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Groupe Nduom Limited has reacted to the revocation of license of Blackshield Capital Management (formerly Gold Coast Fund Management) saying it will “continue to pursue legal action to collect funds owed in settlement of Blackshield’s client liabilities.”
In a statement signed and issued by the Chairman and CEO of Groupe Nduom, Dr Papa Kwesi Nduom said the company was disappointed that SEC took the revocation of license action without responding to the numerous requests to assist Blackshield in retrieving funds owed by various government of Ghana entities and “review our plans to migrate customers into a private sector solution to Blackshield’s liquidity problem.”
The Securities and Exchange Commission (SEC) on Friday, November, 08, 2019 revoked the operating licences of 53 investment companies including Blackshield Capital Management (formerly Gold Coast Fund Management).
The move, the regulator says is to protect the integrity of the securities market and investors.
According to the SEC, it has had a number of engagements with Blackshield including Hearings pursuant to section 19 of Act 929 and decisions have been issued by the SEC against Blackshield with directives to take steps to comply and resolve its regulatory infractions, all to no avail.
But according to Groupe Nduom, the entity representing the interests of the majority shareholders and founders of Blackshield, the SEC’s assertion that 99.41 per cent of its funds were placed in one investment vehicle, for instance, was “misleading and/or untrue.”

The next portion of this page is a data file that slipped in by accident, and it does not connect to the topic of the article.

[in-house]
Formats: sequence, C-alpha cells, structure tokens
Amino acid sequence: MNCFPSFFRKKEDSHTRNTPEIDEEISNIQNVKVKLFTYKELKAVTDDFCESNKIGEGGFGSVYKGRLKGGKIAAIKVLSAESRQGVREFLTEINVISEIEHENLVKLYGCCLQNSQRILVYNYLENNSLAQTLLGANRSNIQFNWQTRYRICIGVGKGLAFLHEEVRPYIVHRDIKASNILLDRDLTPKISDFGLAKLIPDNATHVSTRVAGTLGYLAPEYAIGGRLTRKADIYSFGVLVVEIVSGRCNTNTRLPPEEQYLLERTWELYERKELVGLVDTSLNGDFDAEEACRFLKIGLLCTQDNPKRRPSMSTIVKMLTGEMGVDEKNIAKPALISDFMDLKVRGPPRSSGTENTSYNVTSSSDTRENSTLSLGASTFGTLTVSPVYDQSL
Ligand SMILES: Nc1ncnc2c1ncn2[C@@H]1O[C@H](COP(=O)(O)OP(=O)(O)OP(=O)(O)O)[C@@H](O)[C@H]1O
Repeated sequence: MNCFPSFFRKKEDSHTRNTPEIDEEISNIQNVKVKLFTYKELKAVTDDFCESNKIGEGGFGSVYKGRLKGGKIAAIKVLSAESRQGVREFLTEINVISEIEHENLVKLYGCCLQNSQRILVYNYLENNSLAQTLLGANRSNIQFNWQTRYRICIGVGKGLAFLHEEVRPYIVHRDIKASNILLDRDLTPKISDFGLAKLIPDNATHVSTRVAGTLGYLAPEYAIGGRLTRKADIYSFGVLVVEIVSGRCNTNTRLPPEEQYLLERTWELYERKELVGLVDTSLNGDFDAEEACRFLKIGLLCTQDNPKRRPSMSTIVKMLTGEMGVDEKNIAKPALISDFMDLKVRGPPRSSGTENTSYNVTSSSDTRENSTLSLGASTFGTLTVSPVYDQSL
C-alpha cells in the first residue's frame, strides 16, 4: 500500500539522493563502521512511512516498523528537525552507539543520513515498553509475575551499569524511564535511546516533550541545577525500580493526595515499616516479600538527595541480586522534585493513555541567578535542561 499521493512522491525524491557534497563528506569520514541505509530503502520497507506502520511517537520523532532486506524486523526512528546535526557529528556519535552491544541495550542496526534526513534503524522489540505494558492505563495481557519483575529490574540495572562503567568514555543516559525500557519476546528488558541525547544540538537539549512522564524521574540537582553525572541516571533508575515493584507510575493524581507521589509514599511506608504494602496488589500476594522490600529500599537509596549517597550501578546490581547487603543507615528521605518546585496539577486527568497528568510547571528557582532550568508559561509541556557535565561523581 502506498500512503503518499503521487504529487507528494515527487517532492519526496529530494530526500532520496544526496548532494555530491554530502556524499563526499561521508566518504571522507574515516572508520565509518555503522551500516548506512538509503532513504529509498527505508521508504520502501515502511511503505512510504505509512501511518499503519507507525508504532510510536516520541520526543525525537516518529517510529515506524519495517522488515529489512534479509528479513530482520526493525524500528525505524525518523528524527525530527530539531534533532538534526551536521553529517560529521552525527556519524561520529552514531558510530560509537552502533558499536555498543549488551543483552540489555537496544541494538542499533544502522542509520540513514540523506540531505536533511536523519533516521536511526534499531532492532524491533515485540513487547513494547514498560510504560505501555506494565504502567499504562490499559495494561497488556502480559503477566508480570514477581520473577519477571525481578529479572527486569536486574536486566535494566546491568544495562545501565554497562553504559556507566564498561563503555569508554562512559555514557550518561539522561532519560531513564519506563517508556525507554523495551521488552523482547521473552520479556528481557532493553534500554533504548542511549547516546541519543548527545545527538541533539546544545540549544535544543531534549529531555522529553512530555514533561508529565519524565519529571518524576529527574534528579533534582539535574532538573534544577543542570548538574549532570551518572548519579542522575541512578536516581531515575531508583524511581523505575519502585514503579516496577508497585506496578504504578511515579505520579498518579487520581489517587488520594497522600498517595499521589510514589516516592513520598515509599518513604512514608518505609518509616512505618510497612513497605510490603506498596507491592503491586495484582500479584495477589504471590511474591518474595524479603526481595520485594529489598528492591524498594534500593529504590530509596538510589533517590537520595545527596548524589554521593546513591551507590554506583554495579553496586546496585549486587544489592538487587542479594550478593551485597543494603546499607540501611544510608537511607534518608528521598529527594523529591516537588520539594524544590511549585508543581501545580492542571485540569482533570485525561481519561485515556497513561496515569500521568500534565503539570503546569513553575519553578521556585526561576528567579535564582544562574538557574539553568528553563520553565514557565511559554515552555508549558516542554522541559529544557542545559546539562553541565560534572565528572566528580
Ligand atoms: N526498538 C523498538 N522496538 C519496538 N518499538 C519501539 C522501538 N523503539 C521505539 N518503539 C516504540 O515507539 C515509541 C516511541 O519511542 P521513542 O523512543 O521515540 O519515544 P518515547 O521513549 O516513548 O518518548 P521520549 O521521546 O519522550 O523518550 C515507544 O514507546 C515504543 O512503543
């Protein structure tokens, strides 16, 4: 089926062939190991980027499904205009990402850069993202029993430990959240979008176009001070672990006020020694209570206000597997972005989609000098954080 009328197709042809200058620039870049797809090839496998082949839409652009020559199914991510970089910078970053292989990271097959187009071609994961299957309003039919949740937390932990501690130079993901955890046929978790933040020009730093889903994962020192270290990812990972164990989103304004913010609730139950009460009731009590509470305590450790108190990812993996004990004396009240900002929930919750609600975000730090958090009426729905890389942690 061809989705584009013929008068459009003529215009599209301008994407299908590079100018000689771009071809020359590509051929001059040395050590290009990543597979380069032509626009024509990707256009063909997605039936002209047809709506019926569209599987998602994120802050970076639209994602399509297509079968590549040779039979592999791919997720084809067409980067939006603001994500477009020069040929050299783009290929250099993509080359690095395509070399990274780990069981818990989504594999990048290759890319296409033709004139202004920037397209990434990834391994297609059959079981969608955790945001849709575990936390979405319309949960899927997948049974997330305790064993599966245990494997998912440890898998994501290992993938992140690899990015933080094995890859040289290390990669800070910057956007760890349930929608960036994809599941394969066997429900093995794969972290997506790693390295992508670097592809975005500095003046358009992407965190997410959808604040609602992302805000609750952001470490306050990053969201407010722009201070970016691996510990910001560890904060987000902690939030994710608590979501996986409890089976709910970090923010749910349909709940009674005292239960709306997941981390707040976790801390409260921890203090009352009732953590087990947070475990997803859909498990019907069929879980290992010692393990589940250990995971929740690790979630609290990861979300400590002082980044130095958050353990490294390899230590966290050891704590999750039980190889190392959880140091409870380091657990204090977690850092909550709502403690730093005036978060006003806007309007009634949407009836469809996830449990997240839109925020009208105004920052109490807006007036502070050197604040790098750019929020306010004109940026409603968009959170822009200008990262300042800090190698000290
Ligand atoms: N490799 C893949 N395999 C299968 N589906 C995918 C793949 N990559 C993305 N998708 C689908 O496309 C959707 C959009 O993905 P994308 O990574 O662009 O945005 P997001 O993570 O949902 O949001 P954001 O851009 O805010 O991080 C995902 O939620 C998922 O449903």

The 32 firms whose operating licenses have been revoked included Blackshield Capital Management (formerly Gold Coast Fund Management), All-time Capital Limited, Apex Capital Partners, Axe Capital Limited (Formerly United Asset Management, and Intermarket Asset Management Limited (formerly CDH Asset Management).
Twenty-one other firms were already out of business before the decision to revoke their licences was taken.
These actions were taken pursuant to Section 122 (2) (b) of the Securities Industry Act, 2016 (Act 929 or “the Act”) which authorises the Securities and Exchange Commission to revoke the licence of a market operator under any of the following circumstances:
(a) If it is wound up;
(b) It ceases to carry on the business for which it was licensed;
(c) If the Commission has reason to believe that the licensed body or any of its directors or employees has not performed its functions or the functions of directors efficiently, honestly and fairly;
(d) If the licensed body contravenes or fails to comply with a condition or restriction applicable in respect of the license or any other provision of Act 929; and
(e) If the licensed person fails to commence business within 6 months of being granted a licence,” the SEC said in a statement.
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